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Today's Stichomancy for Mel Brooks

The first excerpt represents the element of Air. It speaks of mental influences and the process of thought, and is drawn from A Passion in the Desert by Honore de Balzac:

Viewing alternately the dark expanse of the desert and the blue expanse of the sky, the soldier dreamed of France--he smelled with delight the gutters of Paris--he remembered the towns through which he had passed, the faces of his comrades, the most minute details of his life. His Southern fancy soon showed him the stones of his beloved Provence, in the play of the heat which undulated above the wide expanse of the desert. Realizing the danger of this cruel mirage, he went down the opposite side of the hill to that by which he had come up the day before. The remains of a rug showed that this place of refuge had at one time been inhabited; at a short distance he saw some palm trees full of dates. Then the instinct which binds us to life

The second excerpt represents the element of Fire. It speaks of emotional influences and base passions, and is drawn from Concerning Christian Liberty by Martin Luther:

nothing so good, nothing so bad, as not to work together for my good, if only I believe. And yet there is nothing of which I have need--for faith alone suffices for my salvation--unless that in it faith may exercise the power and empire of its liberty. This is the inestimable power and liberty of Christians.

Nor are we only kings and the freest of all men, but also priests for ever, a dignity far higher than kingship, because by that priesthood we are worthy to appear before God, to pray for others, and to teach one another mutually the things which are of God. For these are the duties of priests, and they cannot possibly be permitted to any unbeliever. Christ has obtained for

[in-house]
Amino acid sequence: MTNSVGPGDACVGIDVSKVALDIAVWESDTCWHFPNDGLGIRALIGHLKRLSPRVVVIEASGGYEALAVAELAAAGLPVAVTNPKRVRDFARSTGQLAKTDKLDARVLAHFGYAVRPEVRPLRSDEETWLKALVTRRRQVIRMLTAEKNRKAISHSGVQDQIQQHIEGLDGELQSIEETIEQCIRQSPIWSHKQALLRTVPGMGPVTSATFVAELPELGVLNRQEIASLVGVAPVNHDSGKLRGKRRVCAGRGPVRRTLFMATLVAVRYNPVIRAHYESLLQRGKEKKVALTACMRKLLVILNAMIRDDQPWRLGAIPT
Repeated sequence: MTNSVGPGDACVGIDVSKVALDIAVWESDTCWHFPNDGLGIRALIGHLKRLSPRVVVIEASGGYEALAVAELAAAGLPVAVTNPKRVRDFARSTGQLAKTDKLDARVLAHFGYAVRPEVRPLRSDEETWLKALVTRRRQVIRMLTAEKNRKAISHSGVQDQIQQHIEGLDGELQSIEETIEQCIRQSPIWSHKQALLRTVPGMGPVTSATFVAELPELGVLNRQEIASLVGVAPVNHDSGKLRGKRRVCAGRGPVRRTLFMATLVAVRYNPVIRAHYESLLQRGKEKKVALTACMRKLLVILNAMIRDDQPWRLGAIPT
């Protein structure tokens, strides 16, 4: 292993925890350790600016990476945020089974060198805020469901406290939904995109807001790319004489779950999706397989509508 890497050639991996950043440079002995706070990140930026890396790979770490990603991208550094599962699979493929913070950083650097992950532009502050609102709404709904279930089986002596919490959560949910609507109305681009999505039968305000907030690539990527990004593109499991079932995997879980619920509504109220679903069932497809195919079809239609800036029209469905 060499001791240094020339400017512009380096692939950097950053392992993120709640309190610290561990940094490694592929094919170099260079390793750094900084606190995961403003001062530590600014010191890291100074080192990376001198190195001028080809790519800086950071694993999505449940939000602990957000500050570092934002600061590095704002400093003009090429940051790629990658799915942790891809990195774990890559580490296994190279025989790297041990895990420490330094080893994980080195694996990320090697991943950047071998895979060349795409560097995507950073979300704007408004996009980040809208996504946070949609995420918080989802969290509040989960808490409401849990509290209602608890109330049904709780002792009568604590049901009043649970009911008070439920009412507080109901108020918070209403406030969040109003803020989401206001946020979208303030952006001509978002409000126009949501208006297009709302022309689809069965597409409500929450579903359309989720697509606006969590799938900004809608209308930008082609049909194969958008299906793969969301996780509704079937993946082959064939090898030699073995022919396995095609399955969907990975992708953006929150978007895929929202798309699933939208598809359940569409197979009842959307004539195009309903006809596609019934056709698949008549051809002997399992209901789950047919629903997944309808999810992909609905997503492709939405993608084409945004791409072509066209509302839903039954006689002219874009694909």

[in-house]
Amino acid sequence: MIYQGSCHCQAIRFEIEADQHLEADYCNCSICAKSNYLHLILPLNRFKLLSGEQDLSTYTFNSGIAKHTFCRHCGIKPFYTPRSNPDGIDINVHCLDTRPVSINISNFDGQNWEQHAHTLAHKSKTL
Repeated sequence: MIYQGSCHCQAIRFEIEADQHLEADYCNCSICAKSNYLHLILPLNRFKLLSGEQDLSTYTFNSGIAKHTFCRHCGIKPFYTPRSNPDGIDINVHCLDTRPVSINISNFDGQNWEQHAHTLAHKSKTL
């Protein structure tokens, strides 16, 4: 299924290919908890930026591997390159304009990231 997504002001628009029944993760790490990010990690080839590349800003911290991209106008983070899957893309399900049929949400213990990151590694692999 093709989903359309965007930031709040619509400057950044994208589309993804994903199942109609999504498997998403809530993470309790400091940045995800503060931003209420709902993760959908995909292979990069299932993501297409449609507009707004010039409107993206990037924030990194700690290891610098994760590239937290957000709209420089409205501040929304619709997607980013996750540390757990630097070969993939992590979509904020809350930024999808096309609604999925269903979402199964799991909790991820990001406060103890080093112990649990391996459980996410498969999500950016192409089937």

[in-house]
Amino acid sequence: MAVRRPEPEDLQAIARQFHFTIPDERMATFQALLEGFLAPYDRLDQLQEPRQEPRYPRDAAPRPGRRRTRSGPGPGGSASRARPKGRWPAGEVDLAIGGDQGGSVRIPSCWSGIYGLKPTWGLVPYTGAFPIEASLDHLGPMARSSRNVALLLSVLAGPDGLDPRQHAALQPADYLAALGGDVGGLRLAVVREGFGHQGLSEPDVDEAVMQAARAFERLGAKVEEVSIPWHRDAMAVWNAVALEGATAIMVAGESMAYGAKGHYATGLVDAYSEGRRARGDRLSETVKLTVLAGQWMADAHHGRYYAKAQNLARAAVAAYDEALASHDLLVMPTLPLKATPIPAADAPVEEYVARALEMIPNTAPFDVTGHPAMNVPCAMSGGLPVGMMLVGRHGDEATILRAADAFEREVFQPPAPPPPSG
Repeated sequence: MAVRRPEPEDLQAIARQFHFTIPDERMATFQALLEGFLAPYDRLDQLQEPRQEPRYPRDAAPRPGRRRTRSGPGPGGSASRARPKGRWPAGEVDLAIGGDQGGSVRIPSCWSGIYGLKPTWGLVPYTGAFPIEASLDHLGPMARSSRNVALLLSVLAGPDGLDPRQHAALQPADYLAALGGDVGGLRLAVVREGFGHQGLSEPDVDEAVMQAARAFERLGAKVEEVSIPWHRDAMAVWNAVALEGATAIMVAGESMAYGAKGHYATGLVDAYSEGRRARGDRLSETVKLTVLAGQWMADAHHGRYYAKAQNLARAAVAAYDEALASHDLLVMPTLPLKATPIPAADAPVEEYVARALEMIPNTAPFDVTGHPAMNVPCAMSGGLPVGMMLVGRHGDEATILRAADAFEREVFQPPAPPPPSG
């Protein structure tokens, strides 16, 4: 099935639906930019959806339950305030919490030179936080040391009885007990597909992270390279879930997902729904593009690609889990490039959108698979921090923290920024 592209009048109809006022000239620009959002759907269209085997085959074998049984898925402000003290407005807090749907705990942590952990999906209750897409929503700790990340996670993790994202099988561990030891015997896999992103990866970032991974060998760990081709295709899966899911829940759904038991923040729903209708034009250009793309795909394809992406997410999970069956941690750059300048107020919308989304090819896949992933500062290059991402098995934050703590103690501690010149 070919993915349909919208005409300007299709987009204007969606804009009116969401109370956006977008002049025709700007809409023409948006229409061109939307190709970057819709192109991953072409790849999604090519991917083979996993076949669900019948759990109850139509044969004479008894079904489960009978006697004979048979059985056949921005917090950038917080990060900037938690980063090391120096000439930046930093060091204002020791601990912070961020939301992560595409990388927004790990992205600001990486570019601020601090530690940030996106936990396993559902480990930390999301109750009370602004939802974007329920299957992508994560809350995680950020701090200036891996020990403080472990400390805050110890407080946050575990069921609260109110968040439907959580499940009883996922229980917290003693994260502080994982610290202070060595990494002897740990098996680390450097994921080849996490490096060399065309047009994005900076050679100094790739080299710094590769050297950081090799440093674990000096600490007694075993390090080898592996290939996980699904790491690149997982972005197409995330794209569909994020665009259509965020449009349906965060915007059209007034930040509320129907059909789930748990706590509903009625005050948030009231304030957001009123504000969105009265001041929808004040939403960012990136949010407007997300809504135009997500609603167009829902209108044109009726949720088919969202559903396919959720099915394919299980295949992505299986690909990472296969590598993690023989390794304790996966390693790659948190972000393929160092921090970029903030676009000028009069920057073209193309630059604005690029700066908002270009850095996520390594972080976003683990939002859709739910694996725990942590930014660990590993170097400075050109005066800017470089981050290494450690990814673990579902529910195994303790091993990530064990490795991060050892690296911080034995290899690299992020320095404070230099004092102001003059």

The third excerpt represents the element of Water. It speaks of pure spiritual influences and feelings of love, and is drawn from Maid Marian by Thomas Love Peacock:

exalted, his voice issuing most canonically from the roof of his mouth, through the medium of a very musical nose newly tuned for the occasion. But he had not proceeded far enough to exhibit all the variety and compass of this melodious instrument, when a noise was heard at the gate, and a party of armed men entered the chapel. The song of the choristers died away in a shake of demisemiquavers, contrary to all the rules of psalmody. The organ-blower, who was working his musical air-pump with one hand, and with two fingers and a thumb of the other insinuating a peeping-place through the curtain of the organ-gallery, was struck motionless by the double operation of curiosity and fear; while the organist, intent only on his performance, and spreading all his fingers to strike a swell

The fourth excerpt represents the element of Earth. It speaks of physical influences and the impact of the unseen on the visible world, and is drawn from God The Invisible King by H. G. Wells:

extension in space at all, even as our speculative geometry can entertain the possibility of dimensions--fourth, fifth, Nth dimensions--outside the three-dimensional universe of our experience. And God being non-spatial is not thereby banished to an infinite remoteness, but brought nearer to us; he is everywhere immediately at hand, even as a fourth dimension would be everywhere immediately at hand. He is a Being of the minds and in the minds of men. He is in immediate contact with all who apprehend him. . . .

But modern religion declares that though he does not exist in matter or space, he exists in time just as a current of thought may do; that he changes and becomes more even as a man's purpose gathers